There are several conditions under which spouses can choose to participate in a joint debt management program — or choose not to participate!
Again, it goes back to the choice of having joint or individual accounts. When a couple decides to have individual credit card accounts, that is when situations get awkward.
For example, if the husband is the only one who signed the card agreement, he alone is responsible for the debt, even if he allowed his wife to use the card as an authorized user.
In this case, the husband could enroll in a debt management program, but his wife could choose not to participate, because she is not responsible for the debt.
Another awkward situation arises when a couple decides to have both joint and individual credit card accounts. Legally, the two are responsible for whatever spending is done on the joint account.
By contrast, only the person who signed up for the card is responsible for spending on an individual account.
If the combination of bills — joint and individual — gets out of hand, a joint debt management plan is still possible, but tricky. The couple must talk to a credit counselor to decide upon one of two options. First, they could agree to put all debts into one account and pay them in total. Alternatively, they could decide to put only the joint account in a debt management program and let the individual whose name is on the card be responsible for the bills associated with that card.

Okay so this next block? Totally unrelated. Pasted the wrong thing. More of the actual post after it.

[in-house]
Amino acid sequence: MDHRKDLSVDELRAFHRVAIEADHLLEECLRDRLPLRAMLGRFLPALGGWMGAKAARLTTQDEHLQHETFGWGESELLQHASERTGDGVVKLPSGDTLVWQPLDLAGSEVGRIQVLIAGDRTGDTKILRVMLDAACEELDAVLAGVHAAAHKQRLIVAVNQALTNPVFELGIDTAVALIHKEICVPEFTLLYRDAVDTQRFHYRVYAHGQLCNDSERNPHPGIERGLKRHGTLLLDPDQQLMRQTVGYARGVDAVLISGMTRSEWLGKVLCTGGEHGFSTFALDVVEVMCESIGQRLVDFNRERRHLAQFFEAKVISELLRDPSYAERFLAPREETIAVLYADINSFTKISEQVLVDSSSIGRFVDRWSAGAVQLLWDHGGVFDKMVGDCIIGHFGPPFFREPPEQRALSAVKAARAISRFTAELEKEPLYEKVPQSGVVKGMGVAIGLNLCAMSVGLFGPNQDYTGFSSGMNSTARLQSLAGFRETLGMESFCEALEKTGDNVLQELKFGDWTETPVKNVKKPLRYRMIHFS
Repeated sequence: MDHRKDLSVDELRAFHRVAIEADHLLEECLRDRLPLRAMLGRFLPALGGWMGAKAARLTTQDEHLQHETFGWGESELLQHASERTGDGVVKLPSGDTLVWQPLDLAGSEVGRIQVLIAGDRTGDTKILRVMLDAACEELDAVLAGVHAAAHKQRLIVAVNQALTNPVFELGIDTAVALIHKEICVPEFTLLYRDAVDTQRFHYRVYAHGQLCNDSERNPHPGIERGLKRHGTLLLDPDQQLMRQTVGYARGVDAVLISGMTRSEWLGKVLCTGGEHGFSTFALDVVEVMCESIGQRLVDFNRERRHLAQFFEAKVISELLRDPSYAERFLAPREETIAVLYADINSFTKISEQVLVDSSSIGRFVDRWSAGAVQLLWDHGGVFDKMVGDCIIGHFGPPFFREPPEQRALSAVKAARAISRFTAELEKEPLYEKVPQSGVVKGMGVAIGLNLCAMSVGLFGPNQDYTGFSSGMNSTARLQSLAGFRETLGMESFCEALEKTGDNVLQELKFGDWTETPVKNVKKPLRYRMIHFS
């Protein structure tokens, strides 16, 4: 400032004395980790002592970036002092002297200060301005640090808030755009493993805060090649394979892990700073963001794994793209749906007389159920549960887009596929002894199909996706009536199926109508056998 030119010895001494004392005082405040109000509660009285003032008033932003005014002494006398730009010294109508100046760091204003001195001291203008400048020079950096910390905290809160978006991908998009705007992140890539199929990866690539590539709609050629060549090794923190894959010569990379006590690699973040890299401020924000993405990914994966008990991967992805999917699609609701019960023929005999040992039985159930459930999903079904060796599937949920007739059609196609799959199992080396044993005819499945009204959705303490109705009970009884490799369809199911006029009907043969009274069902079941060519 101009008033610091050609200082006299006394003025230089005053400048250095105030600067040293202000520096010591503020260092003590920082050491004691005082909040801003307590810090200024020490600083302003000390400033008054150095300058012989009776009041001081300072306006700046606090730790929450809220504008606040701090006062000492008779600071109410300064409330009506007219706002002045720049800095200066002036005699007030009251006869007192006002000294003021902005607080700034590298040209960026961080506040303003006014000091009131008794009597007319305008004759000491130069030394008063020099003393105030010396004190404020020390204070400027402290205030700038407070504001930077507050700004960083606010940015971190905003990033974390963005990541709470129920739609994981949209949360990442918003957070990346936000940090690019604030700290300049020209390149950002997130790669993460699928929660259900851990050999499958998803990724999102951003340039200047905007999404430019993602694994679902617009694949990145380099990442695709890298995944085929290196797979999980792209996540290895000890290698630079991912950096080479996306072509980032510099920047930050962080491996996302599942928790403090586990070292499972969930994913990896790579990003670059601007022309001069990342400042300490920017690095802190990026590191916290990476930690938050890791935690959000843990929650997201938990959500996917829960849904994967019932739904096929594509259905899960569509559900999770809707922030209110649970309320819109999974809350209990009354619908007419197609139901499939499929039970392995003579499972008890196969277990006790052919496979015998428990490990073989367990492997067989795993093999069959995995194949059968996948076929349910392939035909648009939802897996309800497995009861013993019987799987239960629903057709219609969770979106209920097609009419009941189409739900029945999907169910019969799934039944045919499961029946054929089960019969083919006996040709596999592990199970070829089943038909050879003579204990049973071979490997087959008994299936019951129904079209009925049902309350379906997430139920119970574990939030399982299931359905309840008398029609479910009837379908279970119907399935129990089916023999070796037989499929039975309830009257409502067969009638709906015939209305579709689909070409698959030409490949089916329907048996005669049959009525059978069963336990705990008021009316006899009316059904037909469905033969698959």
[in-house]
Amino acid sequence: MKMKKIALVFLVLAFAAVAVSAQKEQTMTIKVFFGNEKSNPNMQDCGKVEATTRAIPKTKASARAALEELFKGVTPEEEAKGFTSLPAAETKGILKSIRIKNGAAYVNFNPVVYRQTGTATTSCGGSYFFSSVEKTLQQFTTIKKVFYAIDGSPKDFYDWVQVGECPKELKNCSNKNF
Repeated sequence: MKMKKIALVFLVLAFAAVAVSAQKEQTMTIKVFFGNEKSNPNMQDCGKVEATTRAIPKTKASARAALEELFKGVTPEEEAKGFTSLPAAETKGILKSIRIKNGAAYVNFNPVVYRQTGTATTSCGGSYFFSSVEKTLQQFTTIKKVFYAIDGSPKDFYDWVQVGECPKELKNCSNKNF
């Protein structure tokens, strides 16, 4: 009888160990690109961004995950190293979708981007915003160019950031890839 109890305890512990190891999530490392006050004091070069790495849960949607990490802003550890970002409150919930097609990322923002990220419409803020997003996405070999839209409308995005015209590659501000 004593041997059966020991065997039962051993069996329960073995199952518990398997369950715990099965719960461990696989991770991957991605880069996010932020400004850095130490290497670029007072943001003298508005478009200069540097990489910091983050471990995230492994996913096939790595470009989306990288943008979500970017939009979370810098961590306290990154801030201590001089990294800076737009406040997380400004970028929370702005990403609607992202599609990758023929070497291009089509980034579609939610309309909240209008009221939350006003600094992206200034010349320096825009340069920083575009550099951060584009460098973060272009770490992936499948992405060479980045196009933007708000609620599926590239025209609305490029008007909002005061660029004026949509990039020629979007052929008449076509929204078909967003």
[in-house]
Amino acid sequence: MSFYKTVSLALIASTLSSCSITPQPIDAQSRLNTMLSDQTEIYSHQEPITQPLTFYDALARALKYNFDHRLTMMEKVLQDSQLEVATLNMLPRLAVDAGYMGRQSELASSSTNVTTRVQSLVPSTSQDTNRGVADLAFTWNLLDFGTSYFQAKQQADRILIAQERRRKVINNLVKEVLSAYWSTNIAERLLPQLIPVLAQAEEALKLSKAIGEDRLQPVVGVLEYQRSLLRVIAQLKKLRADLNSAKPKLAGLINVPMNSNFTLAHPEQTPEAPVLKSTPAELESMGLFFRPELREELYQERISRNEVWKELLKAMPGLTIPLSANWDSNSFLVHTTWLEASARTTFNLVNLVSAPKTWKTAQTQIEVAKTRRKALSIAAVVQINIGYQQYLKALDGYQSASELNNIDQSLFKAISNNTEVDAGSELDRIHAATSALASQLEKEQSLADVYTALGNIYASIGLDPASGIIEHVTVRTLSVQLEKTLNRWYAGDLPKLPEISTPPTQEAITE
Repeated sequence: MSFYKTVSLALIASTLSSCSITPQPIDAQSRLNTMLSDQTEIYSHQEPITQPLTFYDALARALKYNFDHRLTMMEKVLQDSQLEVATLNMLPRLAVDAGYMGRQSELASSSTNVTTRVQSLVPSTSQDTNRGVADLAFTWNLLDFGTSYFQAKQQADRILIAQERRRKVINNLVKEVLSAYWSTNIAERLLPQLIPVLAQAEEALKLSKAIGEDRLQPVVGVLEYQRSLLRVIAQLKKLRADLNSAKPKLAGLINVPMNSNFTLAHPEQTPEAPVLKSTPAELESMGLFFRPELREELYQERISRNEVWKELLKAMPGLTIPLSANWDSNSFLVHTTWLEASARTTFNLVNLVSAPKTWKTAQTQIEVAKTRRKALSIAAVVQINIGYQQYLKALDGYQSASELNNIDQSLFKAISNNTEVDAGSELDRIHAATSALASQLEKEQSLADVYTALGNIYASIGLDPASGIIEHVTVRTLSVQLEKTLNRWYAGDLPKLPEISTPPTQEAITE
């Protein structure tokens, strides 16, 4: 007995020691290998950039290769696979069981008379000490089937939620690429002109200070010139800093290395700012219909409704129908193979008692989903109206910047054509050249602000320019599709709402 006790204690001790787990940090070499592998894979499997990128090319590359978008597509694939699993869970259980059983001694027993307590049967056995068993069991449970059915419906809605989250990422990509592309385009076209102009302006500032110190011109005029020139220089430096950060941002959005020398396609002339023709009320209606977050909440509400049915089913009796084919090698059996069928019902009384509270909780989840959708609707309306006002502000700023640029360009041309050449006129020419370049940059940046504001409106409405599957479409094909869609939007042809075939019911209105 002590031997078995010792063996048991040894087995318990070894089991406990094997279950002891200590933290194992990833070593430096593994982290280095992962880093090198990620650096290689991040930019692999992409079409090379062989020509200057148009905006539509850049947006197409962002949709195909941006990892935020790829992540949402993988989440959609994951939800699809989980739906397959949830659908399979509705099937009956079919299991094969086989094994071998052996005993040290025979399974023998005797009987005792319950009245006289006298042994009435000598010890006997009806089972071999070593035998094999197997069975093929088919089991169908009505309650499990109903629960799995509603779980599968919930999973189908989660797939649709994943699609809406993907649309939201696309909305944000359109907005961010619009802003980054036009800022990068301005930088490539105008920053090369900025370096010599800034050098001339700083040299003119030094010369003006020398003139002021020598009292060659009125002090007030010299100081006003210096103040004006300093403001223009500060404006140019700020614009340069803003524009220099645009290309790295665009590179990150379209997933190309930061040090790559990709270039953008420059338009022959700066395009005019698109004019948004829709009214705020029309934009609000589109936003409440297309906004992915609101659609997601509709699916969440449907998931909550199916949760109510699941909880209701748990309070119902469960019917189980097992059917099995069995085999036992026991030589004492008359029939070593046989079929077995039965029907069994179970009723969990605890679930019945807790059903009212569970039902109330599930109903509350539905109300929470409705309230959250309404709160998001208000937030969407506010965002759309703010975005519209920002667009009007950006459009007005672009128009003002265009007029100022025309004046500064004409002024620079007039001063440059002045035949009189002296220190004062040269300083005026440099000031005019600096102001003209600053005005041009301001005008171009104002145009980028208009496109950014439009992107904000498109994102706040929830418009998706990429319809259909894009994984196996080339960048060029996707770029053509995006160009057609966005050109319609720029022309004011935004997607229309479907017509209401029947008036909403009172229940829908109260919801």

It is a very uncomfortable situation and one that should be part of the discussion on whether to have joint accounts or go the individual route.
There are times when a joint debt management plan won’t work for a couple — it’s important to understand these situations. Just because you are married, that does not mean you are responsible for your spouse’s debts.
As mentioned above, if you did not sign the credit card agreement, personal loan or other unsecured debts involved in a debt management program, you are not responsible for that debt.
For example, if you are just an authorized user on your spouse’s credit card, you are not responsible for that card’s debt, even if you made purchases with the card. By law, you would not have to join your spouse in a DMP.
However, you may feel guilt or responsibility for spending with the card and decide to enroll with your spouse. That would be your choice. You are not forced to do that.
When rent, auto loans, student loans — and especially credit card debt — reach uncomfortable limits, the stress on a marriage can be overwhelming.
Debt management programs are proven as a successful way for consumers to eliminate debt. More than 177,000 participated in debt management programs in 2015 and they retired a combined $1.1 billion of debt.
Hopefully along the way, a couple learns that both sides spend money, both sides need to live on a budget, both sides need to plan and discuss the approach to spending so that money doesn’t end up being the prime factor in a breakup.
Enrolling in a joint debt management program lets a couple share the responsibility for spending and also lets them work together to turn their finances around. They also get to share the sense of relief — more often, joy! — that comes from successfully completing a debt management program and restarting life debt-free.